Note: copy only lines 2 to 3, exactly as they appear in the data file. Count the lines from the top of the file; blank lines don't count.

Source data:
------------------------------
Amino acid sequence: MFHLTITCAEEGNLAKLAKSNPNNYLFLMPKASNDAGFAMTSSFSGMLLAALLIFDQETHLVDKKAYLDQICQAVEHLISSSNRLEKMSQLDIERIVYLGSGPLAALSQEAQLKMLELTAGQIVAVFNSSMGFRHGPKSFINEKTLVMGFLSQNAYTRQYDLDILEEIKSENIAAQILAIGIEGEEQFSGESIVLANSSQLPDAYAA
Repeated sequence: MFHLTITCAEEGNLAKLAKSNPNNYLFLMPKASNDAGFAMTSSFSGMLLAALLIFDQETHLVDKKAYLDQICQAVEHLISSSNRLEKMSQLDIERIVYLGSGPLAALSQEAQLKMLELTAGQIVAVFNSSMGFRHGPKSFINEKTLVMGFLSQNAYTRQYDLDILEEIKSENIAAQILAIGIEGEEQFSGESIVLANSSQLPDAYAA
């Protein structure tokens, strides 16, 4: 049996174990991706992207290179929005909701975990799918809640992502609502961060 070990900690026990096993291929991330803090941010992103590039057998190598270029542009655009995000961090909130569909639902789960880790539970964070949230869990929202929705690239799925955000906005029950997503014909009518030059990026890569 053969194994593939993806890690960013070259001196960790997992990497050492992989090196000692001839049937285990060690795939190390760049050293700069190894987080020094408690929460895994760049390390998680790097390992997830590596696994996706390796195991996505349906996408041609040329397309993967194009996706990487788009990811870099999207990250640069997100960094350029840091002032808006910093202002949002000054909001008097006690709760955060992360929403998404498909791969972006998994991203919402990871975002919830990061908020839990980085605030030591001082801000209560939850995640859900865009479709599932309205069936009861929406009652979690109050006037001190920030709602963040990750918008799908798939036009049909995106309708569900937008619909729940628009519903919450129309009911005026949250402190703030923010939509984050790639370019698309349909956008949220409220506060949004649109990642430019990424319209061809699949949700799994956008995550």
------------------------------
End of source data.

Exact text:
Repeated sequence: MFHLTITCAEEGNLAKLAKSNPNNYLFLMPKASNDAGFAMTSSFSGMLLAALLIFDQETHLVDKKAYLDQICQAVEHLISSSNRLEKMSQLDIERIVYLGSGPLAALSQEAQLKMLELTAGQIVAVFNSSMGFRHGPKSFINEKTLVMGFLSQNAYTRQYDLDILEEIKSENIAAQILAIGIEGEEQFSGESIVLANSSQLPDAYAA
């Protein structure tokens, strides 16, 4: 049996174990991706992207290179929005909701975990799918809640992502609502961060 070990900690026990096993291929991330803090941010992103590039057998190598270029542009655009995000961090909130569909639902789960880790539970964070949230869990929202929705690239799925955000906005029950997503014909009518030059990026890569 053969194994593939993806890690960013070259001196960790997992990497050492992989090196000692001839049937285990060690795939190390760049050293700069190894987080020094408690929460895994760049390390998680790097390992997830590596696994996706390796195991996505349906996408041609040329397309993967194009996706990487788009990811870099999207990250640069997100960094350029840091002032808006910093202002949002000054909001008097006690709760955060992360929403998404498909791969972006998994991203919402990871975002919830990061908020839990980085605030030591001082801000209560939850995640859900865009479709599932309205069936009861929406009652979690109050006037001190920030709602963040990750918008799908798939036009049909995106309708569900937008619909729940628009519903919450129309009911005026949250402190703030923010939509984050790639370019698309349909956008949220409220506060949004649109990642430019990424319209061809699949949700799994956008995550």